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The Independent Critic

Chiwetel Ejiofor, Joel Edgerton, Linda Bassett, Kellie Bright
Julian Jarrold
Tim Firth, Geoff Deane
Rated PG-13
106 Mins.
 "Kinky Boots" Review 
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In its Indianapolis premiere, "Kinky Boots" was the closing night film for the 2006 Indianapolis International Film Festival. The film captured the Audience Award for Comedy at this year's festival, and is opening currently in limited release. It opens in Indianapolis on May 12th, 2006.

Directed by Julian Jarrold, whose experience prior to "Kinky Boots" has been mostly made-for-TV movies, "Kinky Boots" is one of those predictable comedies that blends a mix of naughtiness with sweetness and comes out with a feel-good story that is ever-so slightly bawdy, constantly funny, predictably heartwarming and downright entertaining.

The story, from Tim Firth and Geoff Deane, is "inspired by" a true story of a British shoe factory noted for its high quality shoes. The factory, a staple of the community of Northamptonshire, is failing when the owner does, long-gone son takes over and, after a chance encounter with a drag queen (Chiwetel Ejiofor) the factor begins making durable boots for drag queens.

Are you snickering yet? If not, then "Kinky Boots" may well not be the film for you. However, the film's sold-out film festival screening could be heard laughing hysterically throughout the film and, on occasion, even being audibly moved by various scenes.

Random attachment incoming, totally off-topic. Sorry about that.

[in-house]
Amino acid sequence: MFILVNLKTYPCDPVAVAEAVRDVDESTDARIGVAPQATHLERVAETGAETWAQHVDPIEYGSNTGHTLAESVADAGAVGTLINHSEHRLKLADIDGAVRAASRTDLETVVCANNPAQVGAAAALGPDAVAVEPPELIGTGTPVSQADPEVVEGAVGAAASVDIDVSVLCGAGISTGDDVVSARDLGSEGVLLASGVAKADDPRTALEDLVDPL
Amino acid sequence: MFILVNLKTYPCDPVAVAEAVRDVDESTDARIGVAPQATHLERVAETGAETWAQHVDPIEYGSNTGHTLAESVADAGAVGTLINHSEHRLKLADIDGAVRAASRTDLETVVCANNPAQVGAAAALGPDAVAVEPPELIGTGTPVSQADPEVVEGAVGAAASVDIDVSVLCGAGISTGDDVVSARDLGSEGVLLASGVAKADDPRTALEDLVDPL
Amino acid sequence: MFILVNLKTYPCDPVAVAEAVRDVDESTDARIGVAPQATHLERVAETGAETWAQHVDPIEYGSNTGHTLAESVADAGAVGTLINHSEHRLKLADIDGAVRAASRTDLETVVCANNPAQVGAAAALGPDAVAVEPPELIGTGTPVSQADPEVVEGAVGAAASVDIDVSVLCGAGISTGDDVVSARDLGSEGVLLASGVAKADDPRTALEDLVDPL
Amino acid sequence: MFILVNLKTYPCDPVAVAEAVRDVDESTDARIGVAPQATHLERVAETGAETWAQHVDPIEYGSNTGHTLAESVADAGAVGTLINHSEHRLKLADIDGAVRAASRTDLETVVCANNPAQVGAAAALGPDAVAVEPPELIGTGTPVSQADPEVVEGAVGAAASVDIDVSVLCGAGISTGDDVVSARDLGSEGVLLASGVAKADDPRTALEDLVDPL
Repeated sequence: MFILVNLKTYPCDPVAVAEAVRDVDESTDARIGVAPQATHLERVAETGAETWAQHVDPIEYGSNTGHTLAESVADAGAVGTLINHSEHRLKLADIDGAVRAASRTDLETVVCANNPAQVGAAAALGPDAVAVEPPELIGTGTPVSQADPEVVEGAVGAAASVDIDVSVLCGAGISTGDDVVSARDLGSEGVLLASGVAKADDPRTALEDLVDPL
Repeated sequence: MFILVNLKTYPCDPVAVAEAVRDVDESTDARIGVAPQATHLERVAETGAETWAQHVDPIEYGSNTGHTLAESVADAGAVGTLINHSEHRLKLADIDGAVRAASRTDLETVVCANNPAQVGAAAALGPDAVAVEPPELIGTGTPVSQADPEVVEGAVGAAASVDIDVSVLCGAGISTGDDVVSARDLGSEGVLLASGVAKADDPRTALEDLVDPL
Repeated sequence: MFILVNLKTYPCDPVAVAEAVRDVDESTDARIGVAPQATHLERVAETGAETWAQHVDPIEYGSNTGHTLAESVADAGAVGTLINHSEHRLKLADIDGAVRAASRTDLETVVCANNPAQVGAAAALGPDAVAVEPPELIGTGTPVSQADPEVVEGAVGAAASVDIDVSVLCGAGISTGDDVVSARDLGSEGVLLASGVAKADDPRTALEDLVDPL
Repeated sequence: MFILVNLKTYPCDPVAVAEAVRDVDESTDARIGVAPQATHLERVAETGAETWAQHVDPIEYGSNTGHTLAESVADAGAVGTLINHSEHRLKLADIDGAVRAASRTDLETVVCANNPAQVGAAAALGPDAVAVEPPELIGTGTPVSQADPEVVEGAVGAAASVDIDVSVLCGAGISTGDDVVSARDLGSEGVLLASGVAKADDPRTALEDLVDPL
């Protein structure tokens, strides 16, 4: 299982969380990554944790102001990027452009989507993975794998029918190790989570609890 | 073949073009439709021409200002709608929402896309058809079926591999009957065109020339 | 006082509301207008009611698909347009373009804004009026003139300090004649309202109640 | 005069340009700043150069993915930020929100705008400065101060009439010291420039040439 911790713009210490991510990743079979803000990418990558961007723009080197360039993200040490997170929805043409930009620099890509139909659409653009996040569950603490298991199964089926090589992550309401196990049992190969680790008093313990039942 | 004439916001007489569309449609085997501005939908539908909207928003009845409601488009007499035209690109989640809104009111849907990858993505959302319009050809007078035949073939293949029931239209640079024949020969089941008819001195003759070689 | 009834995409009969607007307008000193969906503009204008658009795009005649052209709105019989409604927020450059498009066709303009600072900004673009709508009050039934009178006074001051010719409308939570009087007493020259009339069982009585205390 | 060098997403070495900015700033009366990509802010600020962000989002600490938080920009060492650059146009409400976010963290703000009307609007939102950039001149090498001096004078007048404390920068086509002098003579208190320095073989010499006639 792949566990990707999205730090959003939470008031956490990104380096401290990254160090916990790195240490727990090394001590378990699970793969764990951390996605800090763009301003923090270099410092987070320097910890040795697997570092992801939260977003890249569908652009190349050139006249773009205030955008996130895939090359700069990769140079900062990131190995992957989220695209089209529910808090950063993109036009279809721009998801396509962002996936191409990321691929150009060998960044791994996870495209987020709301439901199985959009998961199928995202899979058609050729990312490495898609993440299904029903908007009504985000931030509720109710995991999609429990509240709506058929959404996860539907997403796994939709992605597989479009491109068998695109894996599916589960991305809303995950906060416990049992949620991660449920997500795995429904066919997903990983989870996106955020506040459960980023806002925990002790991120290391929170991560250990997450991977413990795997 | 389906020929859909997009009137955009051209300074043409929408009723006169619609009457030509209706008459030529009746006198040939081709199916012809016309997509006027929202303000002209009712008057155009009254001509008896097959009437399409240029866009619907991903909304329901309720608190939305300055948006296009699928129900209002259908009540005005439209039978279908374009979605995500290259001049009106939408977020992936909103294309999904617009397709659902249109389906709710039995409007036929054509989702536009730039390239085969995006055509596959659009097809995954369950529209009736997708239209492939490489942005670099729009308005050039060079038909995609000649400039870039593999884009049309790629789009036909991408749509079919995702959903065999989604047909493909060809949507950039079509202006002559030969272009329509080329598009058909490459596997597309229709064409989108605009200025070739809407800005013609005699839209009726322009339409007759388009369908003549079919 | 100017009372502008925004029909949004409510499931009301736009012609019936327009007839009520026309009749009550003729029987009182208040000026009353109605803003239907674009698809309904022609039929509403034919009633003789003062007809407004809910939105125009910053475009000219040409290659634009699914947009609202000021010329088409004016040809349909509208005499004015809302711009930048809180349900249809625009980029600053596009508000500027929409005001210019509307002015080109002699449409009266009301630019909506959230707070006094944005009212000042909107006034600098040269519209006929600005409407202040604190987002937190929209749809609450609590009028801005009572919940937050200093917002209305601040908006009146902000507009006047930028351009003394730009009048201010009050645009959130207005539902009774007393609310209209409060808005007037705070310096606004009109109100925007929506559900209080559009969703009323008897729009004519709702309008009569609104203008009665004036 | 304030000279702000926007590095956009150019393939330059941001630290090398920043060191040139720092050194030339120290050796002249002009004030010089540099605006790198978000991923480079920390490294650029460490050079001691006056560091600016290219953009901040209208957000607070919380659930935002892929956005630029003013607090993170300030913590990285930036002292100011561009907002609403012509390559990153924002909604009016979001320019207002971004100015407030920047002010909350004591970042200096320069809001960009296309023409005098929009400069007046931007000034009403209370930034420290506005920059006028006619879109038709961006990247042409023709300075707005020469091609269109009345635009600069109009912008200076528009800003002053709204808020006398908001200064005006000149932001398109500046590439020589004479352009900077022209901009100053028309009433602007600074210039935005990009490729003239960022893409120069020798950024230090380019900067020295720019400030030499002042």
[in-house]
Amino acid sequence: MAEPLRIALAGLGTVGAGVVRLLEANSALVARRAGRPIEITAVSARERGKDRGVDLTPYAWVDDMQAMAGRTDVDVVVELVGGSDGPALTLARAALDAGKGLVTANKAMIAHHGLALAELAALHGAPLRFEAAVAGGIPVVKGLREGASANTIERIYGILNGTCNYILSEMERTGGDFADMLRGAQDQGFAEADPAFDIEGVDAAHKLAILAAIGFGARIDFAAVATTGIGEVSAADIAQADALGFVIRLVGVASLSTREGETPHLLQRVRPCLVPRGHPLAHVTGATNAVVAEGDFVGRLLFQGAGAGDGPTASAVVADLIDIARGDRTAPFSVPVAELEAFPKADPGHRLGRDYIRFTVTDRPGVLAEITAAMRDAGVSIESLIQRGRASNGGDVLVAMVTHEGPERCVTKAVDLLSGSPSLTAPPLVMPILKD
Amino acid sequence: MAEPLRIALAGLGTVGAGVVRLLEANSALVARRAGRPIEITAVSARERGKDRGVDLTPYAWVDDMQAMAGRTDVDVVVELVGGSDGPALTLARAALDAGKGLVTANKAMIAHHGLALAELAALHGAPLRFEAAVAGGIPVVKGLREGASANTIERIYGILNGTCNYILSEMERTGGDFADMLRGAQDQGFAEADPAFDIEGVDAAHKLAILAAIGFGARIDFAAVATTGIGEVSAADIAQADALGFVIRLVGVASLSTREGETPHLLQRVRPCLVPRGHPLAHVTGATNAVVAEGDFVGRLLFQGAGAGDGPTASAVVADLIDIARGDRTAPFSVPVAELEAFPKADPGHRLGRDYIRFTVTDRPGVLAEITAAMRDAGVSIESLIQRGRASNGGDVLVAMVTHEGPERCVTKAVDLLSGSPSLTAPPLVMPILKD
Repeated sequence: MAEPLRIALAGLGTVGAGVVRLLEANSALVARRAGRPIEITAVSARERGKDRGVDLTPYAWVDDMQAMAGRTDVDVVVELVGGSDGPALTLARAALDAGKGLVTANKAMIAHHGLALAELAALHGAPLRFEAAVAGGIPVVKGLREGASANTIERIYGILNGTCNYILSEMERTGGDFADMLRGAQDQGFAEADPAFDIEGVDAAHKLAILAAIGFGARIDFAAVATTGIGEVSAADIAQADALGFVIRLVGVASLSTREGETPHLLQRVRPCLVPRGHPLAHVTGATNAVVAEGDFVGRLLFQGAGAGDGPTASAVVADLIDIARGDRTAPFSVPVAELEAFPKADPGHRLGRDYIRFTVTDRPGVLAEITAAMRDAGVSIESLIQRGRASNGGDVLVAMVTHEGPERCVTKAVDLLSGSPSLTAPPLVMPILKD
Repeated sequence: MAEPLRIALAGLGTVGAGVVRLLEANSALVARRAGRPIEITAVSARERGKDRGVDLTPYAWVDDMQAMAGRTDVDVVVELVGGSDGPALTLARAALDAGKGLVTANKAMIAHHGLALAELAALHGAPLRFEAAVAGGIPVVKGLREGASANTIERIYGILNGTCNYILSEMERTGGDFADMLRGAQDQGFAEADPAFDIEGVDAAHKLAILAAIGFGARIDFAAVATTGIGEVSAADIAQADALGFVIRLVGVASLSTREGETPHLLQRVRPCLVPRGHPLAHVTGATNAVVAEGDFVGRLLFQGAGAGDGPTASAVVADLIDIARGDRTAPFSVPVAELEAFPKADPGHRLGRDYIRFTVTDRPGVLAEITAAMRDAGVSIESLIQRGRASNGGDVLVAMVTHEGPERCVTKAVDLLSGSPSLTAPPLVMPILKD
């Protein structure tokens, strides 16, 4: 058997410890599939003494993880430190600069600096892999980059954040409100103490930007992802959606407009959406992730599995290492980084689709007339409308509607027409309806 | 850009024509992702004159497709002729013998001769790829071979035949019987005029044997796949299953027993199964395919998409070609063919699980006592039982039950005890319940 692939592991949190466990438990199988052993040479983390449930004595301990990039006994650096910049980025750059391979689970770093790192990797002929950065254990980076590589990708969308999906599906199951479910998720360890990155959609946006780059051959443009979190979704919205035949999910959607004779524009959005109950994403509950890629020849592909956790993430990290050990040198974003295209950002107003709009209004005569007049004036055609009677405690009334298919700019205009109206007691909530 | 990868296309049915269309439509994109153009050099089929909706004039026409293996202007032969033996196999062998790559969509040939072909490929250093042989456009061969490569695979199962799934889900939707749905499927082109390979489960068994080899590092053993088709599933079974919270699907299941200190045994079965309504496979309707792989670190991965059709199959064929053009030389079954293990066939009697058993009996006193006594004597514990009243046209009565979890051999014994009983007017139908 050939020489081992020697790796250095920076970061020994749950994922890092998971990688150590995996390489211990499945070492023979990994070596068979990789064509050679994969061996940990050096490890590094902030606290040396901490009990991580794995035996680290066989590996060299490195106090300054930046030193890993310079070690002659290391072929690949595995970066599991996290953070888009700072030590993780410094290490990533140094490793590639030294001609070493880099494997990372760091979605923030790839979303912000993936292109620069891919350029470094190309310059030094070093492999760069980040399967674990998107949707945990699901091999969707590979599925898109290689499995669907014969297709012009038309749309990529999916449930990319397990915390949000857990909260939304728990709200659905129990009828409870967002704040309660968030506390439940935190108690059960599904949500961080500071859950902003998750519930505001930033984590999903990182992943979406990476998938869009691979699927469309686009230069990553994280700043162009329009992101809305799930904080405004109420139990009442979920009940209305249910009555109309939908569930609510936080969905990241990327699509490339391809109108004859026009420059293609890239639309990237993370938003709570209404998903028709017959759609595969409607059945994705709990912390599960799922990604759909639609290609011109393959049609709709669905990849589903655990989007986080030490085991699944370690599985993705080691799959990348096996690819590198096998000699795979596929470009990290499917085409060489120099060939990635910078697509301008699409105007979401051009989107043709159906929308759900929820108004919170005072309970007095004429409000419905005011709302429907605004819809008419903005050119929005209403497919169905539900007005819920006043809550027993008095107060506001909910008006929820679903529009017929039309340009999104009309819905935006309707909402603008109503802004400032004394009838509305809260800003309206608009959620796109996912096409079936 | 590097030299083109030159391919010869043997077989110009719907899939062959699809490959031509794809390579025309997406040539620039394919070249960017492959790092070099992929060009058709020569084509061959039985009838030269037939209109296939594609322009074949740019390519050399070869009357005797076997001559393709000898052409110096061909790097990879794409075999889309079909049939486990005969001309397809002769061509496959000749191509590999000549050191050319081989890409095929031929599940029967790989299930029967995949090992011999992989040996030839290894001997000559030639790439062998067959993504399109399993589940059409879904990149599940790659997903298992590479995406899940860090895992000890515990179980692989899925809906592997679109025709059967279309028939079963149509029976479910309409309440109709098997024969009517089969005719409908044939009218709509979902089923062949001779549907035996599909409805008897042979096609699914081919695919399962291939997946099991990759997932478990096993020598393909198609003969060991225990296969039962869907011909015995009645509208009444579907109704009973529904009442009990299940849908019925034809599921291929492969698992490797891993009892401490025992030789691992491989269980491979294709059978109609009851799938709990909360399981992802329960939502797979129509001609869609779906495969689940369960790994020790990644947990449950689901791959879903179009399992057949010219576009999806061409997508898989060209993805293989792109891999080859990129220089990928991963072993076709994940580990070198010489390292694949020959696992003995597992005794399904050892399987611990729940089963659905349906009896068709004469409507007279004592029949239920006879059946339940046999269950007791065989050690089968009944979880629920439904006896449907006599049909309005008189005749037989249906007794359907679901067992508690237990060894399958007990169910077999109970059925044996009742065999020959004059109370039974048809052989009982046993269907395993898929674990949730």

Ejiofor, mostly known for his tough-guy and "street" cred roles, is absolutely remarkable as Lola. Quite often in films, drag queens are treated as either flawed, caricatures or as preening sissies. This stereotype is an easy out for most directors, and still gets laughs from a society who hasn't quite grasped the entire "drag queen" thing yet.

Jarrold, however, takes a different approach with Lola. Jarrold, whose previous film credits have been mostly "B" movies such as the last National Lampoon film, allows the comedy to exist between the characters instead of at the expense of the characters. Lola is seen as a strong, assertive and self-assured drag queen. Lola's sexuality is never really the focus of "Kinky Boots," but Lola as a human being is very much the focus.

Edgerton, as the straight-laced Charlie Price, is a tad more stereotypical in his portrayal of the typical stuffy Brit. Yet, he lends an uncommon sensitivity and depth to the role that is somewhat reminiscent of the characters of "Love Actually." Edgerton does a marvelous job playing a man who is torn between the good life he left behind, the loyalties of home, his rich but shallow girlfriend (Linda Bassett) and, of course, the secretly adoring factory worker (Sarah Jane Potts).

"Kinky Boots" is the sort of film that commands you to surrender your sensibilities and surrender to the energy, spirit and heart of it all. The outstanding performances of the ensemble cast, but especially that of Ejiofor, make this an easy task.

"Kinky Boots" is most likely to qualify as a guilty pleasure. Solely based upon a critical evaluation, it would most likely garner a "B" range rating, however, the film's charm, humor and easygoing spirit induced laughter, tears, smiles galore and an overwhelming happiness as I left the movie theatre. Sometimes, there's a special film where personal satisfaction becomes more important than a pure critical evaluation.

Fans of the "Working Title" films, "About a Boy," "Love Actually" and "Notting Hill" are likely to find much to enjoy from "Kinky Boots." "Kinky Boots" is the funniest film so far in 2006, and a heartwarming and inspiring film to boot.


© Written by Richard Propes
The Independent Critic